Sherlock Holmes vs. Jack The Ripper

8.0 Overall Score

Written by on May 28, 2010 in

Sometimes I play so many shooters and other action-y type games that I get burned out.  It’s times like those that I need a palate cleanser.  For me, a palate cleanser is a game that’s different from the string of games that burned me out in the first place.  They may represent a change in pacing or genre or even the console I play games on.

This time around, I’ve been playing Splinter Cell: Conviction, Iron Man 2 and Battlefield Bad Company 2 with a smattering of Left 4 Dead 2 in a useless attempt to keep things interesting.  My respite from these high tension affairs is, of all things, the investigation of a murder.  Five, in fact.  Five of the most famous murders in criminal justice history: The Whitechapel Murders, better known for the alleged assailant, Jack The Ripper.

The game: Sherlock Holmes Versus Jack The Ripper from Frogwares and their publisher, Ubisoft.

What do you get when you pit a legendary detective against the uncaught perpetrator of the most famous murders in London?

Before I answer, let’s get first impressions out of the way.

Right off the bat, the graphics seem a bit dated. First impressions can be important.  With Splinter Cell: Conviction as my most recent point of reference, this did not bode well.  Character models lacked detail and the animation reminded of animatronic characters at amusement parks. When exploring London, the allegedly crowded streets were barren except for a few repeated character models. You would think London was a bustling, crowded metropolis, especially in the poorer sections like Whitechapel where the killings took place.  Luckily, being able to quick travel to key locations alleviated the need to wander the unimpressive and sparse cityscape. Voice acting was generally good, if not for occasionally melodramatic dialogue.

Despite the dated visuals , Sherlock Holmes versus Jack The Ripper really shined when the player was allowed to investigate the actual murders. Investigating, and in one case recreating, crime scenes was fascinating. There were no 3D rendered bodies to be seen for the sake of keeping the Teen ESRB rating. Instead, bodies took the form of cartoon-like drawings that had just enough detail to visually call out crucial bits of evidence.

Once observations were made and testimony gathered, it was time to put it all together. To that end, a wall-hung cork board acted as a “deduction board”, with bits of paper as your data and red string to form logical connections between them. Here, multiple choice deductions, although simplistic, made for a rewarding experience when the correct answer showed up. Equally rewarding was gaining insight into the cultural climate of the London neighborhood where the homicides occurred.  The game accomplished this in a way that fleshed out the setting and, more importantly, became relevant to the case.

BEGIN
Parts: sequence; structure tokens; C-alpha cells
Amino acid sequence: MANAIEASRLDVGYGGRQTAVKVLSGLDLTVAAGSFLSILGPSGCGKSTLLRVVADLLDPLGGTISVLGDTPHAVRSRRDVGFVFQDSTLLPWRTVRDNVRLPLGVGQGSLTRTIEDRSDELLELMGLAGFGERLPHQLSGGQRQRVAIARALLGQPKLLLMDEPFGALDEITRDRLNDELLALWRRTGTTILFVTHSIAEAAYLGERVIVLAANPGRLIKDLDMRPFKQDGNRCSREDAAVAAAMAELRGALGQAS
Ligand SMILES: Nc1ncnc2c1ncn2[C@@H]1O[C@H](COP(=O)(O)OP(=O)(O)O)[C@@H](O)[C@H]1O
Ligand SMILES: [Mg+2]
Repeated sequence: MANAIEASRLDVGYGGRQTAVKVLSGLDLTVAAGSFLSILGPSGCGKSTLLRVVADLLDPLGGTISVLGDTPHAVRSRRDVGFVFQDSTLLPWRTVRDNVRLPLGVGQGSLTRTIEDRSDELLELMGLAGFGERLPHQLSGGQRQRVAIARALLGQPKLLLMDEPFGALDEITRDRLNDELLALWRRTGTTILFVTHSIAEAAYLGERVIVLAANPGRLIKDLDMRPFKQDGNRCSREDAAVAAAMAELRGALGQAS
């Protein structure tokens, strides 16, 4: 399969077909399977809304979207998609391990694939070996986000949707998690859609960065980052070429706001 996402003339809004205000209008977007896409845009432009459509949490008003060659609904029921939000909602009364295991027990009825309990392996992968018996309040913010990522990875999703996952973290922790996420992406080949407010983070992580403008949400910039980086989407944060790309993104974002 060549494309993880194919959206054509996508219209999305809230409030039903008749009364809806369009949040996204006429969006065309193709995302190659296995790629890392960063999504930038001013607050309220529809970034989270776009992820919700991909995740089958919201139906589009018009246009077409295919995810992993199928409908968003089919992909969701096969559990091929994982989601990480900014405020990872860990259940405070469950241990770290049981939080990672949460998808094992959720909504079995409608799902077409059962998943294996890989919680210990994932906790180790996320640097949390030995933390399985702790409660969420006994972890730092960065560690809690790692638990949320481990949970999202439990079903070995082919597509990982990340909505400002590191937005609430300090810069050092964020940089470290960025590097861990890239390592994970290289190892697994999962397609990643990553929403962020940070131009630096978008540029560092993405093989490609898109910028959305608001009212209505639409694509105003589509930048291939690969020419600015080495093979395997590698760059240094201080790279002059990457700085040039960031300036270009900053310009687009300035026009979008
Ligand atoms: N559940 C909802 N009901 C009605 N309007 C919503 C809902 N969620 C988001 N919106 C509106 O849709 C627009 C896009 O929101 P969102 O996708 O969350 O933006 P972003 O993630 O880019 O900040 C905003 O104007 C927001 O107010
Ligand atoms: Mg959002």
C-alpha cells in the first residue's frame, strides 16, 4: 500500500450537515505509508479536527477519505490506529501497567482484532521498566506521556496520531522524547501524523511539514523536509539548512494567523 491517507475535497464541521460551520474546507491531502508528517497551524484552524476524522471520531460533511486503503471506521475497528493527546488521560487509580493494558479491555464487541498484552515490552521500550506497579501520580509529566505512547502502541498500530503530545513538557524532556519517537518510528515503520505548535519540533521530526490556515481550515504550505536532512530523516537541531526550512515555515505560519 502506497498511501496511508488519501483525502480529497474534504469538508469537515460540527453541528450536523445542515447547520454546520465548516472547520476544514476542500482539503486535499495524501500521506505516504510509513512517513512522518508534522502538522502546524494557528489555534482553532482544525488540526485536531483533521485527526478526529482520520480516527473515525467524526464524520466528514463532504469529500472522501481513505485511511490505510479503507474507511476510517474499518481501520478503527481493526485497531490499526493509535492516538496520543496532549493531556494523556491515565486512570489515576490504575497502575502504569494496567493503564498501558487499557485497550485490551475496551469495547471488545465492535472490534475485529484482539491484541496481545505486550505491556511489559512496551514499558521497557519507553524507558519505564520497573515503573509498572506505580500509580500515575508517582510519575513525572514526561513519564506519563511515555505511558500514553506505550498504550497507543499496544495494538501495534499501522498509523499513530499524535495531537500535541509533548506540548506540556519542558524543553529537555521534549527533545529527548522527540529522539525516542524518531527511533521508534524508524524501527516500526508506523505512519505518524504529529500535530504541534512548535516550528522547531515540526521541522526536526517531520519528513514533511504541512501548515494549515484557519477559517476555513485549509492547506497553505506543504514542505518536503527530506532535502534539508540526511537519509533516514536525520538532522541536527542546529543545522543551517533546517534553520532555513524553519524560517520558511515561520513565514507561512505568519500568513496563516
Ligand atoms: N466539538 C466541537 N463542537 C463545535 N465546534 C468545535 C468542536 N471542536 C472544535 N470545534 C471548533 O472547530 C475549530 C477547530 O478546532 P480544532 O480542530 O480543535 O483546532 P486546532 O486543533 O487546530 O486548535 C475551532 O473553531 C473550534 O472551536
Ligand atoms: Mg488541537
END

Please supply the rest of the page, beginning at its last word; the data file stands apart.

What bogged this adventure game down were decade old genre clichés. Holmes and Watson did more than their fair share of fetch quests for characters wanting a favor before they gave up any critical information. Logic puzzles were generously strewn about the whole adventure, and while generally easy, some involved combining items that seemed totally unrelated.  Homage to the Sierra and LucasArts adventures of yore?  Or use of an old mechanic for lack of any better ways to manage inventory?  Either interpretation was hardly a deal-breaker, but it felt very been-there-done-that.

When it came to narrative, the game kept the experience from wandering into the realm of fantasy or science fiction. Depending on what you’re looking for in a game, this can be a blessing or a curse. Jack wasn’t a sneering, hand wringing devil. Sherlock Holmes was less Robert Downy, Jr. and more Basil Rathbone. Sorry, you won’t find any sword fights, fist fights or nail-biting chase scenes. Luckily, the reality of the subject matter alone injected enough drama to push the player from one clue to another.

In terms of historical accuracy, I found that the game represented only one of many Jack the Ripper theories. Although a couple names were tweaked and the list of suspects shortened, the details surrounding the murders themselves were loosely accurate. In fact, I was able to corroborate much of the game’s testimony, evidence and chronology with those covered by real-life researchers and amateur investigators. Of course, Sherlock Holmes versus Jack The Ripper wasn’t an exhaustive examination of the incident. However, the game sparked a personal interest in the Jack The Ripper case that endured well after I earned 1000 of 1000 achievement points.

What do you get when you pit a legendary detective against the uncaught perpetrator of the most famous murders in London?

You get an engrossing story that makes it easy to overlook the dated presentation.  Part of the magic is in knowing that it’s based in historical fact which the game doesn’t stray too far from.  The fictional Sherlock Holmes and his trusted friend Watson served as a narrative tool that effectively led the player through the intrigue that is Jack The Ripper.

When the killer was revealed at the end, I came away satisfied and refreshed.  It was a world of difference compared to the bullet-laden action I’m used to playing.  Consoles need more games like Sherlock Holmes vs. Jack The Ripper, but not for the visuals you’d expect from the latest cutting-edge shooters.  Not for twitch reflexes that would help you pwn n00bs.  It stimulated a logical part of my brain that shooters rarely touch.  For that reason, it made for a change of pace that I was in desperate need of.

Palate status: cleansed.


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Author: John Catuira View all posts by

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